That's No Vestigial Organ, That's My Appendix
[The following is an exact transcript of this podcast.]
Two years ago, Duke University Medical Center researchers said that the supposedly useless appendix is actually where good gut bacteria safely hide out during some unpleasant intestinal conditions.
Now the research team has looked at the appendix over evolutionary history. They found that animals have had appendixes for about 80 million years. And the organ has evolved separately at least twice, once among the weird Australian marsupials and another time in the regular old mammal lineage that we belong to.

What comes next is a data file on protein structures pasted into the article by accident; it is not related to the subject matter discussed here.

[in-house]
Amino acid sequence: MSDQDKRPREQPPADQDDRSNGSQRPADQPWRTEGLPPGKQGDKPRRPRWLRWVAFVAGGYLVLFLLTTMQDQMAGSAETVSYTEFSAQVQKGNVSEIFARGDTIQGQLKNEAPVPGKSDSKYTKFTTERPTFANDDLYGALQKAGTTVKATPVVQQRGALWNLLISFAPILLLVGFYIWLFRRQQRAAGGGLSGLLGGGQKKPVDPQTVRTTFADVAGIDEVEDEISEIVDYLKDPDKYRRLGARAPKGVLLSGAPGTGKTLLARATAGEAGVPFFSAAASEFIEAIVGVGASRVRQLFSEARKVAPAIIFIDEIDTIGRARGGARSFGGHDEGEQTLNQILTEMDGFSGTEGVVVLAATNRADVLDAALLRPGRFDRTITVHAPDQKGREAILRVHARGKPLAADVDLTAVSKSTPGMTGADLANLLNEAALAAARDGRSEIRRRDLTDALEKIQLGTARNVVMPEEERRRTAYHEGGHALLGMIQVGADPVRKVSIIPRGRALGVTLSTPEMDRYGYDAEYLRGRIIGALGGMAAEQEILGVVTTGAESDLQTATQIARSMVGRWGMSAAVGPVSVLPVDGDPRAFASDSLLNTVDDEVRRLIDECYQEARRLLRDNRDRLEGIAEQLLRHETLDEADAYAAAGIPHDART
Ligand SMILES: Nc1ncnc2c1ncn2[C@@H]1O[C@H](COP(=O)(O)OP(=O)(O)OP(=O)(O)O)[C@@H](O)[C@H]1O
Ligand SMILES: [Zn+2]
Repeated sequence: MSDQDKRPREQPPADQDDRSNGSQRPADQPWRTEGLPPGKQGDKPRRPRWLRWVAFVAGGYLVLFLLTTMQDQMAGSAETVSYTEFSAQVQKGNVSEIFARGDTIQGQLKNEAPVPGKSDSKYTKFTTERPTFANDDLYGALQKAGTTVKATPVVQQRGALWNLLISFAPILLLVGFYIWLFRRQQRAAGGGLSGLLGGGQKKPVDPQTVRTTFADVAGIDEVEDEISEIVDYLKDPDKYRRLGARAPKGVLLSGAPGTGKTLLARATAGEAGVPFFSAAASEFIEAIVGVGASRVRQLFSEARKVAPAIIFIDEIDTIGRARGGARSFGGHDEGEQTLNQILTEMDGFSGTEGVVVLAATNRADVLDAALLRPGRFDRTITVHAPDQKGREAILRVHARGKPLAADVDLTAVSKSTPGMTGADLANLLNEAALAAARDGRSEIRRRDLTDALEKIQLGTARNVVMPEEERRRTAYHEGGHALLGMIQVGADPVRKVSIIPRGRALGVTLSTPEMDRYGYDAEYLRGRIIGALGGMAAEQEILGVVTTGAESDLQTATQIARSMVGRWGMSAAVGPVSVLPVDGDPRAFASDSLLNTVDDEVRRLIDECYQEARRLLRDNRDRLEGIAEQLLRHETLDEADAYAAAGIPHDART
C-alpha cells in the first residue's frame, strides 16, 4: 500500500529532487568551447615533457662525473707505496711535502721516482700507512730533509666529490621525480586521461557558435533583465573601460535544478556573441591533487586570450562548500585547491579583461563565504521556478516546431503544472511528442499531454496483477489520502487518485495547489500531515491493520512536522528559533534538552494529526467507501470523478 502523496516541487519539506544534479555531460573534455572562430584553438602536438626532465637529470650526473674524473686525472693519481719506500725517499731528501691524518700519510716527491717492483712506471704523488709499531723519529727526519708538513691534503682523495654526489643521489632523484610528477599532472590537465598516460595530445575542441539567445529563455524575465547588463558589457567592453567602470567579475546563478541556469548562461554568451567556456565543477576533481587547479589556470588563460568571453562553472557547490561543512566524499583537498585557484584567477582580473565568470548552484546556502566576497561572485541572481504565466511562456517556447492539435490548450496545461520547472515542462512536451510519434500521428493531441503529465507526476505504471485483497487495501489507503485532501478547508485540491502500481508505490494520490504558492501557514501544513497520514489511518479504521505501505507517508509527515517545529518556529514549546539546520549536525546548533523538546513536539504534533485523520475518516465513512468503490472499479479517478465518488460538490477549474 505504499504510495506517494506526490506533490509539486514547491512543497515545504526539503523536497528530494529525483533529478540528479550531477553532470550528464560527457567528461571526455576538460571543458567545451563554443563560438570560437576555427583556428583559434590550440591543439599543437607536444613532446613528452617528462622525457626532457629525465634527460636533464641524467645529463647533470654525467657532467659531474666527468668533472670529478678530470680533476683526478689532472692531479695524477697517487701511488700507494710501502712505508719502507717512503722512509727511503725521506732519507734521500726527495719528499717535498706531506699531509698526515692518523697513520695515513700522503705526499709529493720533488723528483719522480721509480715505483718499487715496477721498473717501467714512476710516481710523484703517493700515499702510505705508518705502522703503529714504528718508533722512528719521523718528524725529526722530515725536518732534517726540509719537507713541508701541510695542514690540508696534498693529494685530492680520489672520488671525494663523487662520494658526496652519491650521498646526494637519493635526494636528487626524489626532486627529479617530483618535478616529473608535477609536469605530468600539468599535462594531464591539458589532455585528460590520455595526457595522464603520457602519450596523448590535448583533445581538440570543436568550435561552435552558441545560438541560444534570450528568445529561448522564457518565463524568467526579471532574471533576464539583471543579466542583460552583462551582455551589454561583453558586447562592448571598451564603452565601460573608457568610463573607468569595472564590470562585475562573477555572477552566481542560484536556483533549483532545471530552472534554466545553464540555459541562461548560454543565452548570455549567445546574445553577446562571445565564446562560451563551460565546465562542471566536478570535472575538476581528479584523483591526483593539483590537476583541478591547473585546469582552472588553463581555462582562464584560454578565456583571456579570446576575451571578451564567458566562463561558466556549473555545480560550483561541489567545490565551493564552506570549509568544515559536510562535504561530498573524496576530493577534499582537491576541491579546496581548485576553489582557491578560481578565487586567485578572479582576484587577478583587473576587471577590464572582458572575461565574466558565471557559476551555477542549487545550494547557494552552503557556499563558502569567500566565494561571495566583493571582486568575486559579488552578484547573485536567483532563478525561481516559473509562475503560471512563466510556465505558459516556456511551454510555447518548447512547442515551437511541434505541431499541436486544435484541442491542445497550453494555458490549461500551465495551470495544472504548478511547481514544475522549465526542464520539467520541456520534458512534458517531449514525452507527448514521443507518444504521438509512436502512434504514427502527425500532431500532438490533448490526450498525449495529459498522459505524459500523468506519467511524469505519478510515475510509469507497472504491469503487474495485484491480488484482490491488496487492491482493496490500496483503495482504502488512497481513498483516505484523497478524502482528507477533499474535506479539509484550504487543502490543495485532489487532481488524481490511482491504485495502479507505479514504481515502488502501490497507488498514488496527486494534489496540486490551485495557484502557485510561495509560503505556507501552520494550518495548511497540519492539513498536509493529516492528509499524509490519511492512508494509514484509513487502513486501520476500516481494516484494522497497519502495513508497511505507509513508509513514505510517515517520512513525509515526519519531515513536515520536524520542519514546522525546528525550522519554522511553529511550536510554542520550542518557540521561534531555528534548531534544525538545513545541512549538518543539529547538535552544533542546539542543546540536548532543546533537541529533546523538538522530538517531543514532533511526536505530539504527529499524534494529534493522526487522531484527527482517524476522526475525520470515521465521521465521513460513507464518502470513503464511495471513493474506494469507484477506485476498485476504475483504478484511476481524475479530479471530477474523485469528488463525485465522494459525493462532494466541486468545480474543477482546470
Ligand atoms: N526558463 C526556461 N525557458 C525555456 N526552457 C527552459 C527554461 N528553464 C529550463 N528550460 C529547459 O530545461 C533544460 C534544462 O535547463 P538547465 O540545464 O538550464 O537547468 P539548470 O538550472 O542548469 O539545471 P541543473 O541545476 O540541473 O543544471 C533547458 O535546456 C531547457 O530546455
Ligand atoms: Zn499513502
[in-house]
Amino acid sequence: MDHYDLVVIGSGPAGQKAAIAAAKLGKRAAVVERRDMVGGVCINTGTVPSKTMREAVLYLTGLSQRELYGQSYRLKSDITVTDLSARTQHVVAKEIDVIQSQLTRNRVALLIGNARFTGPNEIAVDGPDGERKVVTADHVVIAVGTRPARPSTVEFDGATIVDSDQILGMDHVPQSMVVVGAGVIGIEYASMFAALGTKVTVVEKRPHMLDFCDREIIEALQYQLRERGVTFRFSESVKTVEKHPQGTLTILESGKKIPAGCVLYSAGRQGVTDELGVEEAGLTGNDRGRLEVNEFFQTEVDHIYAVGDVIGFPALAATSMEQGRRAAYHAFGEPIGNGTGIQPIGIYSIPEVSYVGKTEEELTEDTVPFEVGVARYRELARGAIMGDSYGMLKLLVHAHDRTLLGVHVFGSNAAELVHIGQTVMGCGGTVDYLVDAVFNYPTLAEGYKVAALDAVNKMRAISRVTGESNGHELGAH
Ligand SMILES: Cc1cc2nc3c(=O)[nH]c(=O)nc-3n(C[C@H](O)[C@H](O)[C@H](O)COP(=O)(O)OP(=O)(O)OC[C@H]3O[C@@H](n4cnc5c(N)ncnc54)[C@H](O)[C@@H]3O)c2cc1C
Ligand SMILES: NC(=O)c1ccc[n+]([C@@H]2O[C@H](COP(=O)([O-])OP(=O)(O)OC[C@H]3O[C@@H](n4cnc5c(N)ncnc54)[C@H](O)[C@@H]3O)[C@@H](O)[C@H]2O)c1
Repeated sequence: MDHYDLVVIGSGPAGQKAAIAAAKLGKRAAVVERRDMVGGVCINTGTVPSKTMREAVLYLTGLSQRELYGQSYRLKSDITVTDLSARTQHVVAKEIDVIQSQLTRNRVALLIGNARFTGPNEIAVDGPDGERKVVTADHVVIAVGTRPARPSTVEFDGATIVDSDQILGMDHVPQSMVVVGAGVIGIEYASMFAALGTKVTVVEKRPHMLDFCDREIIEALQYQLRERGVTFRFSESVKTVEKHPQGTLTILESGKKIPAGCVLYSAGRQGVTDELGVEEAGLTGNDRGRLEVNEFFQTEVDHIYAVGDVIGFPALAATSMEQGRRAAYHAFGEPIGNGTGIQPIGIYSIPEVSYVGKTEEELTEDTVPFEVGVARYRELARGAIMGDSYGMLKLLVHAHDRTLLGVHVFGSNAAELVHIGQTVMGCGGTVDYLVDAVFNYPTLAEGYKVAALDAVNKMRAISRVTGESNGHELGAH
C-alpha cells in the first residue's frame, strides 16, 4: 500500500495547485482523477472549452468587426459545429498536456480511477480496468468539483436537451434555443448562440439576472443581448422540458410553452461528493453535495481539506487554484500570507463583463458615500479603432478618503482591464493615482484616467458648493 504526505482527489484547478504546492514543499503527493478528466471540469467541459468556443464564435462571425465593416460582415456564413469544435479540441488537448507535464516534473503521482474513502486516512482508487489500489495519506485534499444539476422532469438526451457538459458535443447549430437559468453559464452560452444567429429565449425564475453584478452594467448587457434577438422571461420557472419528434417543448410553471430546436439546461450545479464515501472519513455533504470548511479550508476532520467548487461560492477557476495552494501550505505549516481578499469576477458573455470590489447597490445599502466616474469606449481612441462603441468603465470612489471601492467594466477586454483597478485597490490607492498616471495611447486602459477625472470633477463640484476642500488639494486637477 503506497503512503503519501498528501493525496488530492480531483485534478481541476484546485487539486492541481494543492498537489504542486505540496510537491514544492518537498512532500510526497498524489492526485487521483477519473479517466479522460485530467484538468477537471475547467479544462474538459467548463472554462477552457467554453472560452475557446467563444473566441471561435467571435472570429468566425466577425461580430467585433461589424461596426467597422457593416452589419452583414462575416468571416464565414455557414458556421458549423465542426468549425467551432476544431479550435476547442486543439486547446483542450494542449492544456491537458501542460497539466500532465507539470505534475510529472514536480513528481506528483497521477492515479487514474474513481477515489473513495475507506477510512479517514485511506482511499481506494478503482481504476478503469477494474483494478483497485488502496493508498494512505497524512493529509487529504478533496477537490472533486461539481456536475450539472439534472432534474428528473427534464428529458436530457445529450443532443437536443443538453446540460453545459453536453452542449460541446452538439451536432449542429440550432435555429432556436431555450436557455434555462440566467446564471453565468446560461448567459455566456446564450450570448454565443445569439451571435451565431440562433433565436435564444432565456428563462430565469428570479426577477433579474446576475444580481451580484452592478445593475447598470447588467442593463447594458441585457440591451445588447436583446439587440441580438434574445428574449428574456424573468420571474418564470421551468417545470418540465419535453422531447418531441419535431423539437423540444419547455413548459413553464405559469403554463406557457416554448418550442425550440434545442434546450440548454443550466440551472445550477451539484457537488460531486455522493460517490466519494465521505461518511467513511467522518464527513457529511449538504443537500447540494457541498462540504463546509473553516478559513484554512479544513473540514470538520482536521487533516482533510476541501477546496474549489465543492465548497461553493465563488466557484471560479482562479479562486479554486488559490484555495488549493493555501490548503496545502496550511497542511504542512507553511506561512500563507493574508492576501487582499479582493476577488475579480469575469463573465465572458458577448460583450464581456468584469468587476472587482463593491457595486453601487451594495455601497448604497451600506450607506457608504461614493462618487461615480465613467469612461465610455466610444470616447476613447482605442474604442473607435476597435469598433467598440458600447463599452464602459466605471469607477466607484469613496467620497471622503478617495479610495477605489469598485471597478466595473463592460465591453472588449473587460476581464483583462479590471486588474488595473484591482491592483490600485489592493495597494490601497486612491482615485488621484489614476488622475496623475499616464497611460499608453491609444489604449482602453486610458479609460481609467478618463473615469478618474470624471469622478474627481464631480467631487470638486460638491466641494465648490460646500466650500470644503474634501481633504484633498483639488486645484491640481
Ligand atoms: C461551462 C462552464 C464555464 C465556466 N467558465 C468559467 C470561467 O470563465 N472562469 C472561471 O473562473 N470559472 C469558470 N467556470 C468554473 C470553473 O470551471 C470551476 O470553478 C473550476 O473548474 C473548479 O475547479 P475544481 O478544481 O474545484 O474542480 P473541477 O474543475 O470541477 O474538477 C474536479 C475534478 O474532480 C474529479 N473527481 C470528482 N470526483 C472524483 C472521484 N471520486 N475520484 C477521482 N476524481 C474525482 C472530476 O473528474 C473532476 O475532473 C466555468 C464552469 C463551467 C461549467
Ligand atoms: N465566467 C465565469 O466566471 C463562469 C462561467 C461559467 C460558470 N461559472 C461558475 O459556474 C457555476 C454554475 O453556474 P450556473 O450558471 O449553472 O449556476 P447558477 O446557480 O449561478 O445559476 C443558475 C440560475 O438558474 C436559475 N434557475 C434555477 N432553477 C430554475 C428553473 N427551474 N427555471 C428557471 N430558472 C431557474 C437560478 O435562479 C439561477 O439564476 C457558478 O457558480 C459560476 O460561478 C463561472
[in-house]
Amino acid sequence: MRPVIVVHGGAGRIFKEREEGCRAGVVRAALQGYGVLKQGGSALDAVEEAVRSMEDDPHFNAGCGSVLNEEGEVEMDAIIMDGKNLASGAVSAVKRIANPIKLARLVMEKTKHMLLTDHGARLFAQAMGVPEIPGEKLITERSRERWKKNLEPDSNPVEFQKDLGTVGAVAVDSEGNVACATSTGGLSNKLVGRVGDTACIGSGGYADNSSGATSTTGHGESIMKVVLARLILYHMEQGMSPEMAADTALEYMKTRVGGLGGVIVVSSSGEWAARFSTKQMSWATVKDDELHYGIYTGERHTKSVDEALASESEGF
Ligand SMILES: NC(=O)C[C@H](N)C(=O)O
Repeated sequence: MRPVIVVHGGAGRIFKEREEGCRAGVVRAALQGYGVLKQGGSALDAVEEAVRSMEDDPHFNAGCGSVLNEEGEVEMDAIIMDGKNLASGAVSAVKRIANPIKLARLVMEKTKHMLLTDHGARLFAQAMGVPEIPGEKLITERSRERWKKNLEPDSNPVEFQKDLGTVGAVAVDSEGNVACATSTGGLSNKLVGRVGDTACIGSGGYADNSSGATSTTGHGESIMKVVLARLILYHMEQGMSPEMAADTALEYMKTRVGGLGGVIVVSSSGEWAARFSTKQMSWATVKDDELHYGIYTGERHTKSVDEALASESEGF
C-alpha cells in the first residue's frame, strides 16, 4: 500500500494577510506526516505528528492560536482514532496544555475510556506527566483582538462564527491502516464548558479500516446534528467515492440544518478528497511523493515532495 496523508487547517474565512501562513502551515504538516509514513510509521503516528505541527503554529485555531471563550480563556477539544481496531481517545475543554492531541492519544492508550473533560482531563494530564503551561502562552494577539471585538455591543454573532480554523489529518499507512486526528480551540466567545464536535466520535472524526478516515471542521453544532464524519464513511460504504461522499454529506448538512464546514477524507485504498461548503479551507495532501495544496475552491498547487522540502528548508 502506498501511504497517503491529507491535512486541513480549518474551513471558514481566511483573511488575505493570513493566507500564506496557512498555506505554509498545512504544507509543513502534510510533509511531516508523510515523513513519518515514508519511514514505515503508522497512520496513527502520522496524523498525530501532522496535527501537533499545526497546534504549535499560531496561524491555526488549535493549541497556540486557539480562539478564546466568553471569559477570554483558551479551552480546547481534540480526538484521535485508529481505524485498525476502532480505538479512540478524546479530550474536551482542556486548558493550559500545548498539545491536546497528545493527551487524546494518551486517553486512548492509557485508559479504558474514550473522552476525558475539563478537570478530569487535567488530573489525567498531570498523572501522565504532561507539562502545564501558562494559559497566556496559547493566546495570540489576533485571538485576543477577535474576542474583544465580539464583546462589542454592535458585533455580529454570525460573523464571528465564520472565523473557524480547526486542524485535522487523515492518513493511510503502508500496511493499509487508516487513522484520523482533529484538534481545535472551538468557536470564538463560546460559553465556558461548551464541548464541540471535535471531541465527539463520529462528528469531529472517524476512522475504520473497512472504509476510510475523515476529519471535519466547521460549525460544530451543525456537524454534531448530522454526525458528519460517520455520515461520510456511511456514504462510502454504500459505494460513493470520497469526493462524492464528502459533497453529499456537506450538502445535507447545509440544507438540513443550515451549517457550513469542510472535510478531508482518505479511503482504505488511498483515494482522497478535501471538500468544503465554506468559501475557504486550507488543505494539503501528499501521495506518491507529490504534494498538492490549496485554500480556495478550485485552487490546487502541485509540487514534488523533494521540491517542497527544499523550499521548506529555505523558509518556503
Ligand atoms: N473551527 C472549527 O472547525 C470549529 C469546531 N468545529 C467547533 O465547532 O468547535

Darwin thought that only a few animals have an appendix and that the human version was what was left of a digestive organ called the cecum. But the new study found that 70 percent of rodent and primate groups have species with an appendix. And some living animals have a cecum and an appendix. If Darwin had known about species that had both organs, he probably would have revised his views of the appendix, the researchers note.
Ironically, it’s natural selection that keeps the human appendix from shrinking away completely. Because smaller ones are more likely to become infected. And keep your genes out of the pool.